David Lamelas: A Life of Their Own

September 17 – December 10, 2017

The University Art Museum (UAM) at California State University, Long Beach (CSULB) is pleased to present David Lamelas: A Life of Their Own, the first US monographic exhibition of the Argentine-born pioneer of conceptual art, on view September 17 – December 10, 2017. The exhibition reframes customary narratives about conceptual art-makers and their practices in the late 20th and early 21st century, taking cues from Lamelas’s creative adaptability to place and circumstance.

With works spanning the mid 1960s to the present, the exhibition includes early sculptures; situational and conceptual artworks realized in Europe in the late 1960s and early 70s; experimental narrative photo-sequences; and film and video work, including video works from his decades-long collaboration with Los Angeles-based artist, Hildegarde Duane.

The exhibition is organized by the UAM and Museo de Arte Latinoamericano de Buenos Aires (MALBA) as part of the Getty’s initiative Pacific Standard Time LA/LA. It is co-curated by UAM curator Kristina Newhouse and Maria Jose Herrera, director of El Museo de Arte Tigre in Argentina.

David Lamelas: A Life of Their Own is accompanied by a fully illustrated catalogue, co-published with Getty Publications, with contributions by Alexander Alberro, Valeria González, Maria José Herrera, Inés Katzenstein, Kristina Newhouse, Daniel Quiles, Catha Paquette, Joy Sleeman, and Ian White. Also included is a recently rediscovered interview, “Adolfo Bioy Casares, Germán Gullón, David Lamelas, and Bartomeu Mari in Conversation, Instituto Cervantes, Rotterdam, Netherlands, May 14, 1997.” To purchase, email: Debi.Scroggins@csulb.edu

A dynamic set of related programming will augment the exhibition, including film screenings, exhibition walk-throughs, artist talks, and live performances. Programs take place at the University Art Museum unless otherwise noted. All programming is free and open to the public.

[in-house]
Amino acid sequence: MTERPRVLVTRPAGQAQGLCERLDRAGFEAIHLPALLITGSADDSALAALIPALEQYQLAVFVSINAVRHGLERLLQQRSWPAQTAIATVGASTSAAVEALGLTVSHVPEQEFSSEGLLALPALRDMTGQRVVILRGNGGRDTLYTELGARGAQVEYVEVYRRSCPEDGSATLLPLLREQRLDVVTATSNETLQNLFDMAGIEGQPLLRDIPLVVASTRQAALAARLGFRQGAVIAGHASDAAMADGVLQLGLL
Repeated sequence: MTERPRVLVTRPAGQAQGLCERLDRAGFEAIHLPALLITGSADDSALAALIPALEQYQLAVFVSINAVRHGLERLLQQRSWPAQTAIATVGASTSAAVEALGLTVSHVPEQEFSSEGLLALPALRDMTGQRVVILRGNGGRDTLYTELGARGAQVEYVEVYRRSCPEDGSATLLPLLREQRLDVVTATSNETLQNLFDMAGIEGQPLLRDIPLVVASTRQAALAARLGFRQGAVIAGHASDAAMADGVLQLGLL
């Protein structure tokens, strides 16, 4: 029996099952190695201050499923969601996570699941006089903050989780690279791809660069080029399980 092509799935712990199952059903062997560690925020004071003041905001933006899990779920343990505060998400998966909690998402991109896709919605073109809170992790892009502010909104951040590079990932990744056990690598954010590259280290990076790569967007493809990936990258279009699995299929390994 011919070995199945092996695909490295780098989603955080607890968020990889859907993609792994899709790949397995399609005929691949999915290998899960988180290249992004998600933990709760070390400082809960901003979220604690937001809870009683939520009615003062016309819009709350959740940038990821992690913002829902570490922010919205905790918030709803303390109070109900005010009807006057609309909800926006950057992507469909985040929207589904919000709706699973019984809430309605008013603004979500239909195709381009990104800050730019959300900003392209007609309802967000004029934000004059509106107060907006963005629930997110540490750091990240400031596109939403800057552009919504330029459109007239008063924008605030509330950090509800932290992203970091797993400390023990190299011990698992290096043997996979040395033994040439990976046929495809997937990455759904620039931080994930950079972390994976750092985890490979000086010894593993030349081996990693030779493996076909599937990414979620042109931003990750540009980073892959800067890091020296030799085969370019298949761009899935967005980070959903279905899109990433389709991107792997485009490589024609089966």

See press release.


Born in Buenos Aires in 1946, Lamelas studied at the Academia Nacional de Bellas Artes (National Fine Arts Academy) in Buenos Aires. He became a leader of the emerging vanguard art movement that arose from the Instituto Torcuato di Tella, winning its Jury Special Award Prize in 1966. In 1967, Lamelas represented Argentina in the IX Bienal de São Paulo, taking home the Sculpture Prize for his installation Dos espacios modificados (Two Modified Spaces, 1967). Di Tella director Jorge Romero Brest recommended Lamelas for the prestigious art program at Saint Martin's School of Art, London in 1968, where the young artist studied with Anthony Caro.

Lamelas was included in the important 1968 group exhibition of Latin American art, Beyond Geometry: An Extension of Visual-Artistic Language in Our Time, curated by Brest and co-organized by the Center for Inter-American Relations in New York. In 1969, he participated in landmark exhibitions of conceptualism in Düsseldorf, Prospect 68 and 69, and Konception/Conception. In 1970, his film, Time as Activity (Düsseldorf) (1969) was included in Information, curated by Kynaston McShine at the Museum of Modern Art.

In the late 1970s/early 80s, Lamelas participated in the Long Beach Museum of Art’s influential video arts program, and his ongoing conceptual practice influenced an emerging circle of LA artists.  His quintessential California “road trip” film, The Desert People (1974) was secured in 2016 by the Hammer Museum as part of their Contemporary Collections series. Presently, Lamelas’s three-channel live digital video, Time as Activity: Live Athens–Berlin (2017) is on view at the Kassel-Wilhelmshöhe train station for documenta 14.


Pacific Standard Time: LA/LA is a far‐reaching and ambitious exploration of Latin American and Latino art in dialogue with Los Angeles taking place from September 2017 through January 2018. Led by the Getty, Pacific Standard Time: LA/LA is a collaboration of arts institutions across Southern California. Through a series of thematically linked exhibitions and programs, Pacific Standard Time: LA/LA highlights different aspects of Latin American and Latino art from the ancient world to the present day. With topics such as luxury arts in the pre‐Columbian Americas, 20th century Afro‐Brazilian art, alternative spaces in Mexico City, and boundary‐crossing practices of Latino artists, exhibitions range from monographic studies of individual artists to broad surveys that cut across numerous countries.

Initiated through $16 million in grants from the Getty Foundation, Pacific Standard Time: LA/LA involves more than 70 cultural institutions from Los Angeles to Palm Springs, and from San Diego to Santa Barbara. Pacific Standard Time is an initiative of the Getty. The presenting sponsor is Bank of America.

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